Stinging Nettle Is Dandruff Shampoo!

It’s no fun to find that it’s snowing on your scalp. Fortunately, nature makes a free, effective, and painless cure for this common winter-time problem that isn’t that weird-smelling chemical shampoo at the pharmacy: Stinging nettle!

When dandruff struck recently, I was in luck. I had a couple jars full of stinging nettle, Urtica dioica, that I had picked and dried last spring. So I put a tea kettle on the stove, boiled some tap water, and then poured it over the nettle and let it steep until cooled. (In other words, I made an herbal infusion, also known as tea). Then I poured it into an empty bottle of Dr. Bronner’s rose-scented glycerin soap I had around. Well, I thought it was empty — as it turned out, there was a little bit of soap at the bottom, which made the nettle tea smell like rose and preserved it! Tea wouldn’t normally last indefinitely, of course, but glycerin is a preservative, and so now I have a bottle of shampoo that I can keep using.

So far, I’ve washed my hair with it twice, and there’s already been a significant improvement. I’d say it’s 80% better! Even once my scalp is 100% better, I’ll still use it, because nettle is great for your hair regardless. It has a long history of use as a rinse that makes your hair silky and shiny.

Nettle grows in partial and full shade, usually near water. It looks like a mint plant, with square stems and leaves opposite one another, and it stings you if you touch it fresh. It’s possible to find it around Portland now, but it’s most abundant in the spring. Drying it is easy: You just lay it out on a screen or hang it upside down, perhaps in a doorway or from a clothesline indoors.

If you don’t have access to it in the wild or don’t know how to identify it, you can get it online or in your local health store or apothecary — and you can also meet it this spring on one of my guided hikes in Portland!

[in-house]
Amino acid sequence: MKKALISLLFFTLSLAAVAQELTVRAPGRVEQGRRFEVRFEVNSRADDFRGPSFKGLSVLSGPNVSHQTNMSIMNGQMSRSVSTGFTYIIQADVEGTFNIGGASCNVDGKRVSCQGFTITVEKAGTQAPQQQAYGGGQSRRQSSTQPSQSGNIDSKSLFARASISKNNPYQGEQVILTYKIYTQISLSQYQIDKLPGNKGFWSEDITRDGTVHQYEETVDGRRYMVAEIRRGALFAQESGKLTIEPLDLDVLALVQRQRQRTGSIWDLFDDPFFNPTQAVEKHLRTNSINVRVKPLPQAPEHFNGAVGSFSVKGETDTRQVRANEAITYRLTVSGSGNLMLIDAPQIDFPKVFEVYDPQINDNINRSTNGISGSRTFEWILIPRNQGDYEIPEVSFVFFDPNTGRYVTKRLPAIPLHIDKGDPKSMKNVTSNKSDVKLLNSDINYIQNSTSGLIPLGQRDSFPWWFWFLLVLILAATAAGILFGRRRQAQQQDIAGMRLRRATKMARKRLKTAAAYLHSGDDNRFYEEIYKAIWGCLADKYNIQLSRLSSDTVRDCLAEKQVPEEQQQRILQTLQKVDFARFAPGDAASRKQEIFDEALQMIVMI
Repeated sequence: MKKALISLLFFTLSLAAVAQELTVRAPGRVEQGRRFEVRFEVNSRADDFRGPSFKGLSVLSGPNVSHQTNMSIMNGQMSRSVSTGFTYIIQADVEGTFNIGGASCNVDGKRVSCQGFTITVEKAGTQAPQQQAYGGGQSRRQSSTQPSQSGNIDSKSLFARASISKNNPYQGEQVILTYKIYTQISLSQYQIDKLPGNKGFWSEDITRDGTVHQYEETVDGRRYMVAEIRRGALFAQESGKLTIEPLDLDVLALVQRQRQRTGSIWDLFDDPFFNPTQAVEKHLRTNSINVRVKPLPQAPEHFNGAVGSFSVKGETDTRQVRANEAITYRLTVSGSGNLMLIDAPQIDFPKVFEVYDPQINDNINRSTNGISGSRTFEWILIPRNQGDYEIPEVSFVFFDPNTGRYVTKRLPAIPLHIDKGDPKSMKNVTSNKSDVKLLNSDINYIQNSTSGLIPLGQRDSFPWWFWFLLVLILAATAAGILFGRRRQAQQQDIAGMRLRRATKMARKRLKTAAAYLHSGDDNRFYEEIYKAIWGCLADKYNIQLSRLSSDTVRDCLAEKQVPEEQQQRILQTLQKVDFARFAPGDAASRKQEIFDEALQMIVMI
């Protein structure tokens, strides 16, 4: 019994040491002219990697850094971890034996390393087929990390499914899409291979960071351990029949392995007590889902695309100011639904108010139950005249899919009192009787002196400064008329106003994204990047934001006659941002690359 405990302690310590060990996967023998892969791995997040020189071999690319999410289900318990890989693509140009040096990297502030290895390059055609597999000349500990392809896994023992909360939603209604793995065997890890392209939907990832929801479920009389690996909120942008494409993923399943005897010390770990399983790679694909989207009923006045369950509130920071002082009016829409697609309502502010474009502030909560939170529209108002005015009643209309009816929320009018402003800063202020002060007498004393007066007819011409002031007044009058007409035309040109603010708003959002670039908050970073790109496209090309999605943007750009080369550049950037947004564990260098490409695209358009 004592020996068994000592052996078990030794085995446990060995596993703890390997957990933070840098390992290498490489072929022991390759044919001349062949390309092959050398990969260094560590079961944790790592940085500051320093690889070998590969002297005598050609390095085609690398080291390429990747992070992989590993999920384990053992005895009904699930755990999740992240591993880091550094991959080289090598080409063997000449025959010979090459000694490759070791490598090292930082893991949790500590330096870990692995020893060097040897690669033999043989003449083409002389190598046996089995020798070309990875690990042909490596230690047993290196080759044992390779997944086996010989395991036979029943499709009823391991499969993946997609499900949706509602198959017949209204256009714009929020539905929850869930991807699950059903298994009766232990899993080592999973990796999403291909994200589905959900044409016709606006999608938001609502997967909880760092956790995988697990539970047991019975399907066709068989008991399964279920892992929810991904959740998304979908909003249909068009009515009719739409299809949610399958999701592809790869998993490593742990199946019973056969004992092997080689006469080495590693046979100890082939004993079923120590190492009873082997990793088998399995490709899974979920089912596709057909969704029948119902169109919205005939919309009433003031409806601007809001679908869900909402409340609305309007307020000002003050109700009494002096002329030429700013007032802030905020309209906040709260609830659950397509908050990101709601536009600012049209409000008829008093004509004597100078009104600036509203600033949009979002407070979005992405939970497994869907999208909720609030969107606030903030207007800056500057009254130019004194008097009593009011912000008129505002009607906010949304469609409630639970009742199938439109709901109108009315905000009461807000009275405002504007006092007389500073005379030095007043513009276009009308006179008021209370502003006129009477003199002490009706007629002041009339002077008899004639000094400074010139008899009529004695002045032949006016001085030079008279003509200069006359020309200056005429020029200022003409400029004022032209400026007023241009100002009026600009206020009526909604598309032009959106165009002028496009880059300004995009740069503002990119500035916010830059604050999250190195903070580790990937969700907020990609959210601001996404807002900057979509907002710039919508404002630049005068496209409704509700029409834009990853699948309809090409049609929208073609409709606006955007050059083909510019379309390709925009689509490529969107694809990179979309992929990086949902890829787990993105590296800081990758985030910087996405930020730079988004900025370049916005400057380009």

Stinging nettle has a boundless array of uses. It’s food, medicine for many kinds of ailments, cordage, a spell-breaker in witchcraft, and much more. Check out these other posts about nettle to scratch the surface:

* Stinging nettle for allergy relief
* Five recipes for stinging nettle

How do you like to use nettle? And what other kinds of wild shampoos have you used and loved?

Share this post with your friends and tell them how to cure their dandruff!

I’m very excited for my upcoming series of plant spirit healing classes, beginning with Rose on January 24!

9 thoughts on “Stinging Nettle Is Dandruff Shampoo!

  1. I had heard that nettle extract can be useful for preventing hair loss too – however stupid it sounds (nearly as mad as using horse shampoo :) ). I think the idea is that it works because it is so full of vitamin A and C. I never thought that it would be good as an anti-dandruff shampoo too though.

    Luckily, here in the UK, there is way too many stinging nettles all over the place. I am off to experiement.

  2. Thanks for the informative article. Living in the city, its kinda difficult to find nettle plants, so I was hoping to find some ready-to-buy shampoo made from nettle plants. I had a look at amazon, it seems there are a couple of nettle hair loss shampoo advertised as made from “extracts from the stinging nettle plant”. Have you tried any of those? Would you recommend any one in particular.

  3. Pingback: Stinging nettle (Urtica spp.): The weed that is a food that is a tea that is a medicine | The Forager's Year

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